At the time of the writing of this text, Jerusalem was still a “desolate widow.” The time was near, however, when the desolate widow Jerusalem will be given a new name within a new marriage, with the Lord rejoicing over “her” just as a bridegroom rejoices over his bride. Then Jerusalem and Zion will be a crown of beauty in the hand of Adonai. Her salvation will go forth as does a burning torch carried by the lead runner in a group bearing good news that cannot wait until the morning.

Each of us is that torch-bearing runner rushing out into the night where we are during this Epiphany season. We add our message of salvation to the messages of these texts. We proclaim what God (in every way that we perceive God) has done and is doing for us. As Christians, what God has done and is doing through Jesus our Lord will be central in our proclamation next Sunday. The 1 Corinthians 12 and John 2 texts will provide our basic themes.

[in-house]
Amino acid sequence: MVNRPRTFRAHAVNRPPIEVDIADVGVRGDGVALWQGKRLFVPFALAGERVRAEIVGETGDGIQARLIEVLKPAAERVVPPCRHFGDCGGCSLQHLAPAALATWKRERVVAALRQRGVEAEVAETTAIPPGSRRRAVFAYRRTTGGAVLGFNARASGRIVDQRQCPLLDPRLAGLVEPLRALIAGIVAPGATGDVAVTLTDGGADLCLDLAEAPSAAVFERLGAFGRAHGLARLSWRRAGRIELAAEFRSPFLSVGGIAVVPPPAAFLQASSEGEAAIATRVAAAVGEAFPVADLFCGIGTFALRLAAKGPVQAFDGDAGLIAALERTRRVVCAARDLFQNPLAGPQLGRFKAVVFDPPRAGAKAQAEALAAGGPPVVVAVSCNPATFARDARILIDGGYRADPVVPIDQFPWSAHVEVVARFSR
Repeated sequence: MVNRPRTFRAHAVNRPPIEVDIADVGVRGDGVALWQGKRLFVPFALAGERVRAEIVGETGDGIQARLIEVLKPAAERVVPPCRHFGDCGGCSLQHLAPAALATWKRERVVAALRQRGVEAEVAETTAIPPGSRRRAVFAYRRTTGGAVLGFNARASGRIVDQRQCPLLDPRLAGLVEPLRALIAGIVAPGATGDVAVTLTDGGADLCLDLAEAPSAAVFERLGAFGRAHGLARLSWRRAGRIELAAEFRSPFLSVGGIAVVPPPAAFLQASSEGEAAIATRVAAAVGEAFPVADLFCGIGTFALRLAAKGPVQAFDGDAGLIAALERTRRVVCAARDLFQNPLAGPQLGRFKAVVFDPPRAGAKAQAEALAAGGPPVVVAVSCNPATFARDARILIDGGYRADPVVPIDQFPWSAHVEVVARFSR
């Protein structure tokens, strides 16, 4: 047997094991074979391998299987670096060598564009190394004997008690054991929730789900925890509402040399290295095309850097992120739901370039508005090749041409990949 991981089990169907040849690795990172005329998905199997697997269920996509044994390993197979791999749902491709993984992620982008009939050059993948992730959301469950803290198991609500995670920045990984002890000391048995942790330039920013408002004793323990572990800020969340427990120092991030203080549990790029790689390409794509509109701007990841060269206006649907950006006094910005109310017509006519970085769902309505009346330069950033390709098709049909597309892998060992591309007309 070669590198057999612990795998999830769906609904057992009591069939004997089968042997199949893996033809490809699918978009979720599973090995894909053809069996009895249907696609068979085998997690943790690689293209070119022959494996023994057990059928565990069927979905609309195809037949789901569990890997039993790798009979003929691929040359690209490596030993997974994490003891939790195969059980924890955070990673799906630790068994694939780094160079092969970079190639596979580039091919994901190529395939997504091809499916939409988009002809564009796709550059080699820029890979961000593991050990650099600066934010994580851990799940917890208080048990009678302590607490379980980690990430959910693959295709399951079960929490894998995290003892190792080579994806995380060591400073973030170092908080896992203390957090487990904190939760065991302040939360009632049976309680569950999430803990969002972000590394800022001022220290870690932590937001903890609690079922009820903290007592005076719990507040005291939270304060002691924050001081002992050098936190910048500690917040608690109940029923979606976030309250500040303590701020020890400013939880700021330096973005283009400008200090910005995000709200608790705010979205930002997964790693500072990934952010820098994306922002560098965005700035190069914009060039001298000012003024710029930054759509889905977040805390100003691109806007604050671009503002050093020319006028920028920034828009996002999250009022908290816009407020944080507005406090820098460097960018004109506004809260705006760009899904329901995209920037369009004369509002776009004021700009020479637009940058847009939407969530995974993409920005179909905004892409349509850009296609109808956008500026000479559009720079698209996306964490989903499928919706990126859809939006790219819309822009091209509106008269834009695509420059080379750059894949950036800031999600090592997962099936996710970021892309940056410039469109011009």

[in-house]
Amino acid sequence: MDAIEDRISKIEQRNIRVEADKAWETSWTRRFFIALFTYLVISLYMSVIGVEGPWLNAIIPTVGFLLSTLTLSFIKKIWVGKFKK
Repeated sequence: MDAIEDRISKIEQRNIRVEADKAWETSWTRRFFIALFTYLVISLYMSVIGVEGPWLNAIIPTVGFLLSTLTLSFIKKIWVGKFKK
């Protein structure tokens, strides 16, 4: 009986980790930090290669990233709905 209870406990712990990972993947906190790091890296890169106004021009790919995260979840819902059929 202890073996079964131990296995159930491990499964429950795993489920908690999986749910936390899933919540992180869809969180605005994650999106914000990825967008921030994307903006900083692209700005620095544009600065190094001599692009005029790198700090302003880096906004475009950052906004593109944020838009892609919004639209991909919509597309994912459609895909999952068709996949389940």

1 Corinthians 12:1-11

One God, one Lord, one Spirit provides for us a great variety of charismata (spiritual gifts). In God there is unity in the midst of all of this God-given diversity. Paul calls for mutual recognition and fellowship within the diversity of spiritual gifts with which the Spirit of God has endowed us. Why, we must ask, have so many people of the Church consistently ignored this call of Paul and this Word of God and refused mutual recognition and fellowship? Can our divided state of the Church, our exclusive enclaves, our superior attitudes and claims, be in any way pleasing to God? Why do we not use this 1 Corinthians text written by Paul to call the hand of the sectarians, those who will withhold their presence, refuse to share their offerings, threaten to separate themselves and their congregations from us if they cannot force their opinions on everyone else with regard to interpretation of the Word of God, participation by persons who have minority sexual orientations who are called to serve in the Church, or any other issue that they may choose? In their arrogance, they blunt the Epiphany message. They dim the Epiphany torch.